Searching for a restaurant that serves affordable crab that is still fresh and delicious? Well, look no further than our very own bay! Our friends at 7×7 have gathered all the information to send you on the do-it-yourself crabbing adventure of a lifetime! From locations to necessary gear to extra tips, they’ve got the inside scoop to get you and your loved one out on this exciting, active, and truly unique date. So roll up your sleeves, drop in the bait, and wait for dinner to come a-crawlin’!
In San Francisco’s rabid food and restaurant culture obsessed with trying the newest, latest dishes, we can forget how easy it actually is to, you know, make magic happen in the kitchen ourselves. For instance: crab. You can have crab feasts galore whenever your heart desires, if you’re willing to get a proper license and get out there. Crab season started November 5th, and experienced crab catchers all claim the first two weeks of the season are the best. Here’s our guide to DIY crabbing in the Bay Area, full of tips, tricks and spots to equip yourself for a day spent on the water.
There are two basic ways to crab: from land or on a boat. If you’re a lucky soul with a boat, your best bet is to venture just beyond the Golden Gate Bridge, which means you can catch up to 10 coveted Dungeness crabs and 35 rock crabs. Within the Bay, you’re allowed 35 rock crabs per crabbing season (you can also catch slender, red and yellow crab varieties)–however, you’ll be fined $1000 a piece for every Dungeness crab they catch you with, so steer clear!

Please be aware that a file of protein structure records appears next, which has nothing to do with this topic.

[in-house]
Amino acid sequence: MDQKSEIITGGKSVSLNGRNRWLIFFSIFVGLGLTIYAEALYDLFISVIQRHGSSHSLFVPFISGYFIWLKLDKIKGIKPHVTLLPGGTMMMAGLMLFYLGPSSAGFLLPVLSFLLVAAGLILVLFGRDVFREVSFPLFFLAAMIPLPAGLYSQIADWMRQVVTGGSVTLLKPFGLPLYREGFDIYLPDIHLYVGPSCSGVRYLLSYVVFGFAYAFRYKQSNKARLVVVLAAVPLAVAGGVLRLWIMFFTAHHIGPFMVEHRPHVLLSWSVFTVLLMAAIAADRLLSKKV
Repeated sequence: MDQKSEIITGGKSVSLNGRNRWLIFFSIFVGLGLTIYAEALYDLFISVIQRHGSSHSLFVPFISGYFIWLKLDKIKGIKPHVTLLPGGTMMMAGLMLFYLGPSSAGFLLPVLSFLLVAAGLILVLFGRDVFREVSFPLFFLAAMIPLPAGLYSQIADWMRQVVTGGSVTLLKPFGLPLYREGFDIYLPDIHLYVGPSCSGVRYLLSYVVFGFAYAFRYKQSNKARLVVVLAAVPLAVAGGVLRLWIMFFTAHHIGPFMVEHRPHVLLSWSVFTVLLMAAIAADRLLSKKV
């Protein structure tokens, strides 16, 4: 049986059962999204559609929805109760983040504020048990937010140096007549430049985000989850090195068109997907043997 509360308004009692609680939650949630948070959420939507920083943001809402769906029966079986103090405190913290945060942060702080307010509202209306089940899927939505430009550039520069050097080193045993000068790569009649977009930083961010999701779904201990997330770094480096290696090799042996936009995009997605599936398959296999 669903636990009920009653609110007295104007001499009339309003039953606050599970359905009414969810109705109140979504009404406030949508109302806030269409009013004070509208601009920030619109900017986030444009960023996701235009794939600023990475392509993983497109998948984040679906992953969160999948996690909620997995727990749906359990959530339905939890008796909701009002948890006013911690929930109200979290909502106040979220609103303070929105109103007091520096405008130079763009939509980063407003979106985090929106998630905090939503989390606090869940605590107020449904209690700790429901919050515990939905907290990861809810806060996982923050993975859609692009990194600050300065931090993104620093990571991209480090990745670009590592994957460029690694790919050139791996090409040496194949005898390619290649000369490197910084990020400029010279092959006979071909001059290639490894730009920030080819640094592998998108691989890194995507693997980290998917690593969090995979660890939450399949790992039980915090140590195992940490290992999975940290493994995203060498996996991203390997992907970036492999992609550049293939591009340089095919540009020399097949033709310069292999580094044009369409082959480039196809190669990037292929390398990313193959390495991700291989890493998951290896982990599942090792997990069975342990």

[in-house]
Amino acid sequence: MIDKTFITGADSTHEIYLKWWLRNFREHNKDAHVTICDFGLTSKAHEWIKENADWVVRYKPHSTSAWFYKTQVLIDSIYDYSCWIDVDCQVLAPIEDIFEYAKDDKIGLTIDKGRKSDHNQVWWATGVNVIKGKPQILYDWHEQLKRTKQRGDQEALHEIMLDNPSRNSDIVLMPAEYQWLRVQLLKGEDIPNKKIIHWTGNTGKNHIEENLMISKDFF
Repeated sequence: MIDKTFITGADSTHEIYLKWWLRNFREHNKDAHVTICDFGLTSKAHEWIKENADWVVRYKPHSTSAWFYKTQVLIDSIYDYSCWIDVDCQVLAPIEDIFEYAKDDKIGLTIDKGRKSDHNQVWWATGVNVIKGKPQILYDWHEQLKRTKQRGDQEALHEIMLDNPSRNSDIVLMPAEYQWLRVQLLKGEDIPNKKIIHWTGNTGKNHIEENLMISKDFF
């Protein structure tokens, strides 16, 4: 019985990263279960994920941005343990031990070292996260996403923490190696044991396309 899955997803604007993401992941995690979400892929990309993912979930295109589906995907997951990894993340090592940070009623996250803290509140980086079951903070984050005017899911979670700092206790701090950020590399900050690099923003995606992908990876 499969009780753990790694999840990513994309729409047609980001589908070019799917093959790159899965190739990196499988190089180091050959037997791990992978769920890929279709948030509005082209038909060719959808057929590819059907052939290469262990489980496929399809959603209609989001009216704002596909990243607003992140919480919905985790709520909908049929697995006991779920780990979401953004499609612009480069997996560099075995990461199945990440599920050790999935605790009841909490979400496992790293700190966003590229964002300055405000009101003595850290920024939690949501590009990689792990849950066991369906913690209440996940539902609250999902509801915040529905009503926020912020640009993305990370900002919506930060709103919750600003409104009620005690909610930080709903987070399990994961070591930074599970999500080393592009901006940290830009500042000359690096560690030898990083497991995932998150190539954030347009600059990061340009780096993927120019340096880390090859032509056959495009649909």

If you’re going to be hanging out on land, locals recommend getting started at Fort Baker Pier, Pier 7, Fort Point Pier, the San Francisco Municipal Pier on Van Ness, or the Pacifica Pier in, you guessed it, Pacifica. Just know that the latter one gets pretty crowded, so time your visits accordingly. We’ve also heard that the beaches just south of Fort Funston are a good way to escape the crowds and cast your bait into the sea.
Crabbing Gear + Where To Get It
The most common equipment used is a crab hoop net, which usually comes with quite a bit of rope. Buy extra rope, just in case you find yourself competing with other fishermen and want a leg up. Throw it like a frisbee, wait about 10 minutes and then calmly (but quickly) pull it back in. Bait cages come separately, and you often have to attach it to the bottom ring of the hoop net. Use knots and zip ties to reinforce them.
If you’re on a boat or crabbing from a beach, you can use a crab snare. Attach it to a fishing rod, put bait in the cage, and cast it out as far as you can. Have a bucket of sea water ready and waiting for the crabs you catch to chill out in until you get home.
Liberal Fishing Tackle, 77 6th Street, 415-391-1947, SOMA
Gus’ Discount Fishing Tackle, 3710 Balboa Street, 415-752-6197, Outer Richmond
For more crab gear locations and essential crabbing tips, read the full 7×7 article here.
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